Allen is an intensely private person who tends to shun interviews, but as part of publicity for the book, he agreed to one at his lakefront compound on Lake Washington. Earlier for a segment on “60 Minutes” that aired Sunday, he sat for a two-hour on-camera interview and participated in three days of filming around Seattle. Allen found the experience exhausting.
At his estate, which includes several large houses, an outdoor sculpture garden, an indoor swimming pool and a full-size basketball court, a security guard drove guests around in a golf cart. A row of luxury sports cars were parked in separate garages outside of Allen’s house, just down the driveway from the homes of his mother and sister.
A woman with a crisp British accent who manages the estate was called to fetch a pair of Allen’s glasses for an outdoor photo session on a large lawn overlooking Lake Washington. His dog, Rosie, a friendly brown Dachshund, followed on his heels.
Allen’s critics say he has used his wealth to influence development in Seattle at taxpayers’ expense, from public financing to build a stadium for the Seahawks to getting special zoning deals and persuading the city to build a new streetcar through his holdings.
As two of the best-known Seattle figures of the past three decades, both Gates and Allen now define Seattle’s future as well as its past, with the Bill & Melinda Gates Foundation’s new headquarters rising between Allen’s Experience Music Project and his Vulcan real estate developments in South Lake Union.
Long before their struggling startup grew into the world’s largest software company, they were just two boys inside a room at Lakeside School figuring out how to send commands to a remote mainframe computer the size of a tractor trailer, and Dumpster-diving on weekends for the source code to operate the latest model.
Always the film buff, Allen drew a contrast in the interview between their partnership and the feud between Facebook co-founders dramatized in “The Social Network.”
“Ours is different in that we were working so closely together in all facets of the business” he said. “We were finishing each other’s sentences. We were working side by side on these things in a super collaborative way. Things changed over time.”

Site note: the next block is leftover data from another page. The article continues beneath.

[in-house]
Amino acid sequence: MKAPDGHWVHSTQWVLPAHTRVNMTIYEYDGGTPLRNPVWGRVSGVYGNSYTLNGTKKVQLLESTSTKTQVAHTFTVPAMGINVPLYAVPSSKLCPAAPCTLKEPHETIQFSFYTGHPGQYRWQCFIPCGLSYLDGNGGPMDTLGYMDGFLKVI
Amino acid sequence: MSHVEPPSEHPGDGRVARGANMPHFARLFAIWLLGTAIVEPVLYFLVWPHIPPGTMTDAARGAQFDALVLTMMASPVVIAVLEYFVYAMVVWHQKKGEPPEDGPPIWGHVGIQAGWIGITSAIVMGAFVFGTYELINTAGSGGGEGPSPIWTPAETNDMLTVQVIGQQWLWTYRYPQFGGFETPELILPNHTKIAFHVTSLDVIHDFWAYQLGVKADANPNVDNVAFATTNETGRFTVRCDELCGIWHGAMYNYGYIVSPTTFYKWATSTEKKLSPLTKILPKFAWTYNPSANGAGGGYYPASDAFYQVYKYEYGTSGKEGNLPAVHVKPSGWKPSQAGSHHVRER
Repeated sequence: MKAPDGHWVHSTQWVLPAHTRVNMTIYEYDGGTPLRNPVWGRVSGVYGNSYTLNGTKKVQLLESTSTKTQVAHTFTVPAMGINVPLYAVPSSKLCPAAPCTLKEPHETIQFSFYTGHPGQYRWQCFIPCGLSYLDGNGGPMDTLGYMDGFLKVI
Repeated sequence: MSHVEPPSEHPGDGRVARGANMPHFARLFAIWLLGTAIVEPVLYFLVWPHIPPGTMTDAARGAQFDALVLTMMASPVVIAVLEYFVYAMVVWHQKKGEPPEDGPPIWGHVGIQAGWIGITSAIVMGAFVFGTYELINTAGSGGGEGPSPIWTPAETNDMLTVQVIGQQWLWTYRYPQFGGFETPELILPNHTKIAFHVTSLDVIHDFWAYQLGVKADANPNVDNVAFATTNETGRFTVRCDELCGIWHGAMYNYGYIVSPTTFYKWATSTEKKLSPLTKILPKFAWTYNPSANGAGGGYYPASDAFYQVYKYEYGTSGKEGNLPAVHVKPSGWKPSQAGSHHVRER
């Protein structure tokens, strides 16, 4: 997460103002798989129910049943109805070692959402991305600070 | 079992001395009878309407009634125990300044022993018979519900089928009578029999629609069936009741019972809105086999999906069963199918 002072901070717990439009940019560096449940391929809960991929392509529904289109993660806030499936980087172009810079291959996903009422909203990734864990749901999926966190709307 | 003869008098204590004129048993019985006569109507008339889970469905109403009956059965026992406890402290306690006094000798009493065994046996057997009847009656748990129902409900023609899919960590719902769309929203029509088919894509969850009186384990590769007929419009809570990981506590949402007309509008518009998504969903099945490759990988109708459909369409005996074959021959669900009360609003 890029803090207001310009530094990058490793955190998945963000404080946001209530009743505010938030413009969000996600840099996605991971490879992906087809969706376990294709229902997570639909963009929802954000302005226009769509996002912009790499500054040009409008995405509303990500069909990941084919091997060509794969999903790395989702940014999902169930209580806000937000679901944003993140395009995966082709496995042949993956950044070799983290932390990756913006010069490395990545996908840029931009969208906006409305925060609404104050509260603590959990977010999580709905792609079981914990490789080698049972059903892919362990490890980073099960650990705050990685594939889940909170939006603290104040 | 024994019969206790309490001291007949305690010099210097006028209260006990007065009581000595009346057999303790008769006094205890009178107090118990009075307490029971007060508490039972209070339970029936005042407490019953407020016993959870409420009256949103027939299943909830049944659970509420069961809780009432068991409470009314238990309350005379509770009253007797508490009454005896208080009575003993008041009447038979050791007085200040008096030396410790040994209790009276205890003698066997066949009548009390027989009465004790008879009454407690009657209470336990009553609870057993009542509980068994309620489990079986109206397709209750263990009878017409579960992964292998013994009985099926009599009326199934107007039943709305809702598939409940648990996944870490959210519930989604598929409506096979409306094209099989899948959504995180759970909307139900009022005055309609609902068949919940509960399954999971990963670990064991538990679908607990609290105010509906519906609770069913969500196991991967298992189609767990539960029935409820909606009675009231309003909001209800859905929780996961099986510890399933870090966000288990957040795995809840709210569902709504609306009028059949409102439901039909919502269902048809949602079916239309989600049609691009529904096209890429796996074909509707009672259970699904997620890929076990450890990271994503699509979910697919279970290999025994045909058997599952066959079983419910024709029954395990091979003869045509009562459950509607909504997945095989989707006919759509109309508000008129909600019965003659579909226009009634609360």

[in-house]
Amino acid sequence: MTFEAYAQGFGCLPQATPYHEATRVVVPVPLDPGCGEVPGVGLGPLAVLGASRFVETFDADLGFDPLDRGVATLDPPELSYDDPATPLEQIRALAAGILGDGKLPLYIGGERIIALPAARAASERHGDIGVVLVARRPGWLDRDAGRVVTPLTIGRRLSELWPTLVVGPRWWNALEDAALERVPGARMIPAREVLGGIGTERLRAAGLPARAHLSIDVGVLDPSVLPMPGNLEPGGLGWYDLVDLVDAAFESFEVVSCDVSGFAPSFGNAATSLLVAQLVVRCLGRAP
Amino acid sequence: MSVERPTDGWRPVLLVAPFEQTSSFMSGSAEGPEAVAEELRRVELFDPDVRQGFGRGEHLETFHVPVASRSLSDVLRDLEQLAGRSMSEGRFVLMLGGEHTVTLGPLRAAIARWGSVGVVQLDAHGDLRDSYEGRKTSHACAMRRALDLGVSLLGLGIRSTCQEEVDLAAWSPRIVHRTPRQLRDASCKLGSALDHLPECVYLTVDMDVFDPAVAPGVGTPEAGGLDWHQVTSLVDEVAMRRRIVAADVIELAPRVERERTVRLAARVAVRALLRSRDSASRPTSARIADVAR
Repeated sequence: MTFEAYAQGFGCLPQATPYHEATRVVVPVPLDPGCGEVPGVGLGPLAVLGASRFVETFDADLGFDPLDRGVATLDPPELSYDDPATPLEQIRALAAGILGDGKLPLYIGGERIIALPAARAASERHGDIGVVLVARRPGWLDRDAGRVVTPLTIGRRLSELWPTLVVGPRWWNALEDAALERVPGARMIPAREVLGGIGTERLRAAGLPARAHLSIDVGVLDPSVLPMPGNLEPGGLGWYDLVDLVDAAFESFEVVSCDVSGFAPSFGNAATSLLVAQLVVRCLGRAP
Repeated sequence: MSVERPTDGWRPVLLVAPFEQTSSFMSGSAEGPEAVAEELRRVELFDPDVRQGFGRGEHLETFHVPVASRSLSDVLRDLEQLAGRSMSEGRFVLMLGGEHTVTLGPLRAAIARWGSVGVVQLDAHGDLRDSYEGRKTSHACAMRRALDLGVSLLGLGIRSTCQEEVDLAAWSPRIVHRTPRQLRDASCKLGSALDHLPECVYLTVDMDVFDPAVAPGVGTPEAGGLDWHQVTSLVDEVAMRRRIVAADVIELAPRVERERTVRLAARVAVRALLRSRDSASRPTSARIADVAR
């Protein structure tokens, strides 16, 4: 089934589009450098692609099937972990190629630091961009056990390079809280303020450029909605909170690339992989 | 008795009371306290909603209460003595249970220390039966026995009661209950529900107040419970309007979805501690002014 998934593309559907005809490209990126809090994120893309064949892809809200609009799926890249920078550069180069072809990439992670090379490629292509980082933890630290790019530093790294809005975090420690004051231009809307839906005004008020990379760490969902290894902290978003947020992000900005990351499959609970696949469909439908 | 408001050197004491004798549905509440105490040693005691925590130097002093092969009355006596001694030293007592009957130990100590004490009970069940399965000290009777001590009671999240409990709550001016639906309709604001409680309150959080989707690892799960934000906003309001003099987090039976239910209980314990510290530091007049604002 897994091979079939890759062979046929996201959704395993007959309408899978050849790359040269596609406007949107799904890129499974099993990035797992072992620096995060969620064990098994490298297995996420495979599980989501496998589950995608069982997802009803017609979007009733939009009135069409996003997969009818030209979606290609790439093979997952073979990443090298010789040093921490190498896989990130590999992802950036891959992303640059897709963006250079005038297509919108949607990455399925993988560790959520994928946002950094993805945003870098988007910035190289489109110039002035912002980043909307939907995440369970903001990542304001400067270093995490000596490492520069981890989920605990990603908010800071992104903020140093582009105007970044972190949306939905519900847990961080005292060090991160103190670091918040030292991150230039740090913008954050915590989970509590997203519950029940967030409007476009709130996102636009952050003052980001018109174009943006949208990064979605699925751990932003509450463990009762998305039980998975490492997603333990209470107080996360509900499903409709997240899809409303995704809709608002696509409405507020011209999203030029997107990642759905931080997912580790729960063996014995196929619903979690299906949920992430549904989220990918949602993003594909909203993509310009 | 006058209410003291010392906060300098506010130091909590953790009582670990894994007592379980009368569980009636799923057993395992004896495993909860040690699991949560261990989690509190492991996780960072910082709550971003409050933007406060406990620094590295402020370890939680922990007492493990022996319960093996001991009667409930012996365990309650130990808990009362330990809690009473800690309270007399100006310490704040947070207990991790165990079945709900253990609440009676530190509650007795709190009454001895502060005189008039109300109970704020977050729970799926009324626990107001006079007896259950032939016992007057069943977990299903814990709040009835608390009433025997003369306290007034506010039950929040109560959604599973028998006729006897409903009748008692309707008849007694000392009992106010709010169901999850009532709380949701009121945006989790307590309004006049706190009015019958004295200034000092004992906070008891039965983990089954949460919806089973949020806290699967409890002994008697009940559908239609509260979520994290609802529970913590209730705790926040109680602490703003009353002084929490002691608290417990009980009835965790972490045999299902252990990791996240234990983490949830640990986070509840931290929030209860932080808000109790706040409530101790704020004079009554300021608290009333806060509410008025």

Gates said in a statement, “While my recollection of many of these events may differ from Paul’s, I value his friendship and the important contributions he made to the world of technology and at Microsoft.”
Last year, Allen responded to Gates’ appeal to take a “Giving Pledge” and made public his intention to donate most of his wealth to charity. But while Gates is still bent on changing the world, Allen seems more content to explore it.
He funds an assortment of projects in areas that engage his interest and where he thinks he can make a difference, but he does not articulate specific goals for his philanthropy.
“I’m not somebody that just has one or two things in life that are laserlike focused,” he said. He also sees the work as longer term:“You can’t just say I want to figure out how the brain works in 10 years.”
His first diagnosis with cancer at age 29 was a wakeup call to get more enjoyment out of life, Allen said. “When you’re just chained to your terminal, you’re thinking of future rewards and the impact of what you’re doing,” he said. “You’re not exactly striving for balance.”
In his book, Allen talks about his first love, Rita, whom he dated in high school and came close to marrying. The two moved to Boston together but she later returned to Washington state.
Rita Schenck, now a Vashon Island resident who works for a nonprofit environmental institute, said Allen got in touch with her about 12 years ago after finding her on the Internet. Schenck, who has been married for 30 years, said they remain friends.
In school, Allen played chess and guitar and worshipped Jimi Hendrix, she said, but later he became consumed by computers.
“For me it was just really important to have somebody for whom I could be the center of his life,” she said. “It was pretty clear I wasn’t going to be the center of his life. Computers were going to be center of his life. I’m very fond of him and sad it didn’t work out.”
Asked whether his legacy would be dominated by the image of a lonely billionaire surrounded by expensive toys, Allen was unapologetic.
“Hey, part of life has to be about enjoying life and having different experiences, especially if you’re with friends and you’re on an adventure on a boat or a submarine — it’s a lot of fun,” he said. “If you have the chance to realize some of these dreams you had as a kid and you have the opportunity, why not pursue that?”
Even with his memoir complete, there’s still something left unresolved.
Allen wants to sit down with Gates one more time and hash it out.
“I expect to sit down with Bill at some point and have a very intense discussion,” he said. “I think that will probably be good for both of us.”
Who is going to pick up the phone?
“It could happen either way.”
Last year, Gates came regularly to visit his old friend at home while he recovered from chemotherapy.
“It seemed that we’d be stuck with one another for as long as we lasted,” Allen wrote.
"The stories in this collection are circular, puzzling; they often end as cruelly as they do quietly, the characters and their journeys extinguished with poisonous calm.READ the article